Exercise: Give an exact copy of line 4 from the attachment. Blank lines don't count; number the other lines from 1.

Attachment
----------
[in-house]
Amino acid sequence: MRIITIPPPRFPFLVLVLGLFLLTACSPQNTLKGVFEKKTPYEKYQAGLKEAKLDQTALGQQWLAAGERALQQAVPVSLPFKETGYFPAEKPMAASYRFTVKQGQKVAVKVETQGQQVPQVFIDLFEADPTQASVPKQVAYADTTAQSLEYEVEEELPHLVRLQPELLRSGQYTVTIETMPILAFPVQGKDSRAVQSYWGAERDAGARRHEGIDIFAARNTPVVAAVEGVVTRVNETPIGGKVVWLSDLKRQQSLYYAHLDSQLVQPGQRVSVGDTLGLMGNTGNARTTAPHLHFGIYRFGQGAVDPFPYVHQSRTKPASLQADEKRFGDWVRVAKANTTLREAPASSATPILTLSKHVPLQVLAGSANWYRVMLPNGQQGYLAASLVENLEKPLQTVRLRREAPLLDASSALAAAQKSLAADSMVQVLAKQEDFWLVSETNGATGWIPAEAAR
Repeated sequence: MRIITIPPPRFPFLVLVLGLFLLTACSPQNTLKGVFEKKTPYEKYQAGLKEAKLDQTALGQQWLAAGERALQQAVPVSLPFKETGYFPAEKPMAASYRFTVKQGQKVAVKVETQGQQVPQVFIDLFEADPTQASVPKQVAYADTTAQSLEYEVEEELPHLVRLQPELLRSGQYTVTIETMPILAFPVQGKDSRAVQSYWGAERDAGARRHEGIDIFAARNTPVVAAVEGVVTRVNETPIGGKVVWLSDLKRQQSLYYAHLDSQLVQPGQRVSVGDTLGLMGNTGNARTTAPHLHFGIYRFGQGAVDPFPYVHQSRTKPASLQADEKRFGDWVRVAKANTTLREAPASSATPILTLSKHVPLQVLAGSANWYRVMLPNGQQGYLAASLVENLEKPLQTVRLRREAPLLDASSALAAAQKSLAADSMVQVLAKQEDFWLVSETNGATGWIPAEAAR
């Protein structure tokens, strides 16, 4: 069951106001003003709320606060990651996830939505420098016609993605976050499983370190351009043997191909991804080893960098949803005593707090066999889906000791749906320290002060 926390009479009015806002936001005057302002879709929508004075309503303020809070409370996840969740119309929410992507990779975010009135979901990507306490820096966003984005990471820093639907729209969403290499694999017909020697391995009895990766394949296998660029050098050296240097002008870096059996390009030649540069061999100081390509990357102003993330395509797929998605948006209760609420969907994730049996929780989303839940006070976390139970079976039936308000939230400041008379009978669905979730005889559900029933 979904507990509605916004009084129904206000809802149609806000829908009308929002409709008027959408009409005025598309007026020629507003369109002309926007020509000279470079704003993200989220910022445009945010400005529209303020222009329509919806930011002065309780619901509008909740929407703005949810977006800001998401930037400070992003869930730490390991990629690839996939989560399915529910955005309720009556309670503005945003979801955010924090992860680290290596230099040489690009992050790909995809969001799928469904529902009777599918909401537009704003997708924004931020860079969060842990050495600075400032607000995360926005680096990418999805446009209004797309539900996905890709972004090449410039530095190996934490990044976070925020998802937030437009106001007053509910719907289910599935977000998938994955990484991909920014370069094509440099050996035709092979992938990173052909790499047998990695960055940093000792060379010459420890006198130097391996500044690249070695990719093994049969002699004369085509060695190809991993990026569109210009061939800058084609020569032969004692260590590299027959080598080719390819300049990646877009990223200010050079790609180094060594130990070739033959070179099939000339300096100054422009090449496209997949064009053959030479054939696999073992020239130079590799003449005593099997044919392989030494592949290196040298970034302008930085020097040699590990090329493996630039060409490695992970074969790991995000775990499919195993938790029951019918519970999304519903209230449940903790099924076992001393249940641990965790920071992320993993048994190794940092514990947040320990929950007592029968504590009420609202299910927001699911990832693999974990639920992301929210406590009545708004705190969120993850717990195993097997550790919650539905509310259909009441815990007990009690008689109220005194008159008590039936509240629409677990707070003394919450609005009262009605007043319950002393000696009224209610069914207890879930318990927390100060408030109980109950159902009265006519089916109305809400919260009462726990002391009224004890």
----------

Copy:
């Protein structure tokens, strides 16, 4: 069951106001003003709320606060990651996830939505420098016609993605976050499983370190351009043997191909991804080893960098949803005593707090066999889906000791749906320290002060 926390009479009015806002936001005057302002879709929508004075309503303020809070409370996840969740119309929410992507990779975010009135979901990507306490820096966003984005990471820093639907729209969403290499694999017909020697391995009895990766394949296998660029050098050296240097002008870096059996390009030649540069061999100081390509990357102003993330395509797929998605948006209760609420969907994730049996929780989303839940006070976390139970079976039936308000939230400041008379009978669905979730005889559900029933 979904507990509605916004009084129904206000809802149609806000829908009308929002409709008027959408009409005025598309007026020629507003369109002309926007020509000279470079704003993200989220910022445009945010400005529209303020222009329509919806930011002065309780619901509008909740929407703005949810977006800001998401930037400070992003869930730490390991990629690839996939989560399915529910955005309720009556309670503005945003979801955010924090992860680290290596230099040489690009992050790909995809969001799928469904529902009777599918909401537009704003997708924004931020860079969060842990050495600075400032607000995360926005680096990418999805446009209004797309539900996905890709972004090449410039530095190996934490990044976070925020998802937030437009106001007053509910719907289910599935977000998938994955990484991909920014370069094509440099050996035709092979992938990173052909790499047998990695960055940093000792060379010459420890006198130097391996500044690249070695990719093994049969002699004369085509060695190809991993990026569109210009061939800058084609020569032969004692260590590299027959080598080719390819300049990646877009990223200010050079790609180094060594130990070739033959070179099939000339300096100054422009090449496209997949064009053959030479054939696999073992020239130079590799003449005593099997044919392989030494592949290196040298970034302008930085020097040699590990090329493996630039060409490695992970074969790991995000775990499919195993938790029951019918519970999304519903209230449940903790099924076992001393249940641990965790920071992320993993048994190794940092514990947040320990929950007592029968504590009420609202299910927001699911990832693999974990639920992301929210406590009545708004705190969120993850717990195993097997550790919650539905509310259909009441815990007990009690008689109220005194008159008590039936509240629409677990707070003394919450609005009262009605007043319950002393000696009224209610069914207890879930318990927390100060408030109980109950159902009265006519089916109305809400919260009462726990002391009224004890």